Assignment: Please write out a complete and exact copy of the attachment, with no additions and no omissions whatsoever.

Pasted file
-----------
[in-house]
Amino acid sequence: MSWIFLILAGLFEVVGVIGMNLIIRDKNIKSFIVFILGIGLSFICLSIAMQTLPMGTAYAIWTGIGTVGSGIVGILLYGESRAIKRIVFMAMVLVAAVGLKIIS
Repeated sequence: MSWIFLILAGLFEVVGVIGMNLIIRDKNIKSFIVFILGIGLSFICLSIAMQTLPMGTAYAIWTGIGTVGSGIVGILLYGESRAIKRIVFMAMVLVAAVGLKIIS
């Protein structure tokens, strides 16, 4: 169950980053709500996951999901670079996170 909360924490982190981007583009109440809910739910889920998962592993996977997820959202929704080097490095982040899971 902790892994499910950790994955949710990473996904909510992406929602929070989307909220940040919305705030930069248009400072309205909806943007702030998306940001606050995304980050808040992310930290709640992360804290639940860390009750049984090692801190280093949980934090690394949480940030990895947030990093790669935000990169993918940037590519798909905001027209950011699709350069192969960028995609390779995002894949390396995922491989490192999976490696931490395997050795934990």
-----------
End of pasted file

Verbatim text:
[in-house]
Amino acid sequence: MSWIFLILAGLFEVVGVIGMNLIIRDKNIKSFIVFILGIGLSFICLSIAMQTLPMGTAYAIWTGIGTVGSGIVGILLYGESRAIKRIVFMAMVLVAAVGLKIIS
Repeated sequence: MSWIFLILAGLFEVVGVIGMNLIIRDKNIKSFIVFILGIGLSFICLSIAMQTLPMGTAYAIWTGIGTVGSGIVGILLYGESRAIKRIVFMAMVLVAAVGLKIIS
């Protein structure tokens, strides 16, 4: 169950980053709500996951999901670079996170 909360924490982190981007583009109440809910739910889920998962592993996977997820959202929704080097490095982040899971 902790892994499910950790994955949710990473996904909510992406929602929070989307909220940040919305705030930069248009400072309205909806943007702030998306940001606050995304980050808040992310930290709640992360804290639940860390009750049984090692801190280093949980934090690394949480940030990895947030990093790669935000990169993918940037590519798909905001027209950011699709350069192969960028995609390779995002894949390396995922491989490192999976490696931490395997050795934990």